2. Study the people in your company before the big day.
You’re going to meet a lot of people the first day, but wouldn’t it be nice to walk in already being able to put some names to faces? Study up on your coworkers on either the company website or professional social networks to get a basic understanding of who’s who.
4. Clear your schedule so you have the whole day open.
You want to celebrate after your first day, but hold off on making any concrete plans just in case. You never know what can come up at work, and you want to be flexible.
5. Get up a little earlier than you normally would the day of.
Give yourself some time in the morning so you can be relaxed as you’re getting ready. This will give you time to eat breakfast, make sure you’re looking spiffy, and get mentally prepared for your awesome day.
6. Set out important documents you will need.
Most likely, you’re going to need to show your HR rep either your passport, or your driver’s license and social security card on your first day. Make sure you bring them along so you can get it out of the way.
7. Get there early, but not TOO early.
You want to make sure you show up on time, but if you get there too early your employer might not be prepared for your arrival. It’s recommended to get there 10 minutes early, which is just enough time to make a good first impression.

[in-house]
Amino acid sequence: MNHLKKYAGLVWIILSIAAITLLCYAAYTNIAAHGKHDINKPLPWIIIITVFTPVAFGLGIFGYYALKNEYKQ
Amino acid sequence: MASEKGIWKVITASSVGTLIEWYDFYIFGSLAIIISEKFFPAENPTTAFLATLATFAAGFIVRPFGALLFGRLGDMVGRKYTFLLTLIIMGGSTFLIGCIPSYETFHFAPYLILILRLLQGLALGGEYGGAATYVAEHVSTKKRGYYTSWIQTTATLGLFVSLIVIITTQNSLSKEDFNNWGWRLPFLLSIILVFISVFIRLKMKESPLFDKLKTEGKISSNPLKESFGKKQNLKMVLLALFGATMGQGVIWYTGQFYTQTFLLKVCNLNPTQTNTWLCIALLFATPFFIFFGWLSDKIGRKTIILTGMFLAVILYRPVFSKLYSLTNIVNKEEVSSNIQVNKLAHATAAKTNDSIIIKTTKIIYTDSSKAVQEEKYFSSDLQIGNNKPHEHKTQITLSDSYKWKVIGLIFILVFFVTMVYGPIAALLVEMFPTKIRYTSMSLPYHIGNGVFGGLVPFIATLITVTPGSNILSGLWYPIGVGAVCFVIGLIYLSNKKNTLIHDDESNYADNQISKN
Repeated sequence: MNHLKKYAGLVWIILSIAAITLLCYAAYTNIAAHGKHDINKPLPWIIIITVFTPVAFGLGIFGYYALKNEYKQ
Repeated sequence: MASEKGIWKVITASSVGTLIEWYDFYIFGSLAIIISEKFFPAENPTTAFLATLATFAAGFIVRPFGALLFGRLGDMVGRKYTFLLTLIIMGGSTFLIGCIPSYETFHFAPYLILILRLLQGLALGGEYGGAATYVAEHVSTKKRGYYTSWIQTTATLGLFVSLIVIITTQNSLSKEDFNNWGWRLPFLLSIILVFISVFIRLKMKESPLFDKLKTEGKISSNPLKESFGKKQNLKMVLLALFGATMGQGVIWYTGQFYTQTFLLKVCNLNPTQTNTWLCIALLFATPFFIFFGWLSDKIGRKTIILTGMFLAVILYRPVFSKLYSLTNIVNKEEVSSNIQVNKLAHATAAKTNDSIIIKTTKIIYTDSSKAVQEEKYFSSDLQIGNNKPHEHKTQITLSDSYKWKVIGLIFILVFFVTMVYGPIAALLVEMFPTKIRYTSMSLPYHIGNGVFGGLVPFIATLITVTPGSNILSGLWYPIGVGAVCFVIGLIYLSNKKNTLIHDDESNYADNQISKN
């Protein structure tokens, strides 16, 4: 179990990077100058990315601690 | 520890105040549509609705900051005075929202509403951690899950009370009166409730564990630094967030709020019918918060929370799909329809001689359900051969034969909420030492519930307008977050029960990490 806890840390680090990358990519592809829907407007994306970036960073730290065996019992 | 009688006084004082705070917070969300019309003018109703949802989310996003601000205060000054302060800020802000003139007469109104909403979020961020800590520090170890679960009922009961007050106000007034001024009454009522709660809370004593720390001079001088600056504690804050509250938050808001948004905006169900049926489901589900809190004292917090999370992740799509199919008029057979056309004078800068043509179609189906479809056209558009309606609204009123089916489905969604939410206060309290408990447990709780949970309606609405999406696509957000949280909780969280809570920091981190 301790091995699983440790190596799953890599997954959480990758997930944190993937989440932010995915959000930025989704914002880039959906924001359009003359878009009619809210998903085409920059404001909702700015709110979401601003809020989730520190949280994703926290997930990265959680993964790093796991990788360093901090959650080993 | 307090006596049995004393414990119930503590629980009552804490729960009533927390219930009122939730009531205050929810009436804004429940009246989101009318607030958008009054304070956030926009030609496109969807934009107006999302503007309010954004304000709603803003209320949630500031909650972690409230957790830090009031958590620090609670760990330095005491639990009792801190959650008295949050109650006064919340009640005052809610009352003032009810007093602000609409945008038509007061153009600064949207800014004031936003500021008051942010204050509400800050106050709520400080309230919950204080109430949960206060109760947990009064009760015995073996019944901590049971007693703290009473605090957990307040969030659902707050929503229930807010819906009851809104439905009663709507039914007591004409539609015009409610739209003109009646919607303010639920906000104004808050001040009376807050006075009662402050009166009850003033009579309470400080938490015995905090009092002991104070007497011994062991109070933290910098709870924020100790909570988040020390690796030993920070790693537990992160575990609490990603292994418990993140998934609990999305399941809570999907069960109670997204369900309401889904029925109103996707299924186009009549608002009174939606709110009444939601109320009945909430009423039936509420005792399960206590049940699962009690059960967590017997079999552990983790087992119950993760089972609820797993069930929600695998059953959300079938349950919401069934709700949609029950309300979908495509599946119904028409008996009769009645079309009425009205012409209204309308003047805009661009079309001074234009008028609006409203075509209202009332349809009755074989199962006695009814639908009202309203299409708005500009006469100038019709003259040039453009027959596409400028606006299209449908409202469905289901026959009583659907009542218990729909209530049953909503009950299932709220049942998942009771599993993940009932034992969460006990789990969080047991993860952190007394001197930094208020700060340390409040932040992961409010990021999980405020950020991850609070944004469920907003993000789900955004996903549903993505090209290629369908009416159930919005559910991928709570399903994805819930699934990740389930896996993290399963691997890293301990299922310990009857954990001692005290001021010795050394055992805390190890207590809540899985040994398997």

9. Have an understanding of how to fill out your tax forms.
First days usually mean you have to fill out a lot of paperwork, and you might not have time to think about it. Research information about tax forms before your big day so you know exactly what you’re doing.
11. Pack a lunch just in case.
Who knows, your boss might take you out to lunch! Or your coworkers might invite you to join them at the taco truck down the street. But if it ends up being a busy day, be prepared so you don’t end your first day starving to death.
13. And remember, it’s your FIRST DAY! Don’t bite off more than you can chew.
You want to impress a lot of people and make a good first impression, but understand that you’re still learning! People in your workplace understand you’re new, and you need to take things slowly to succeed.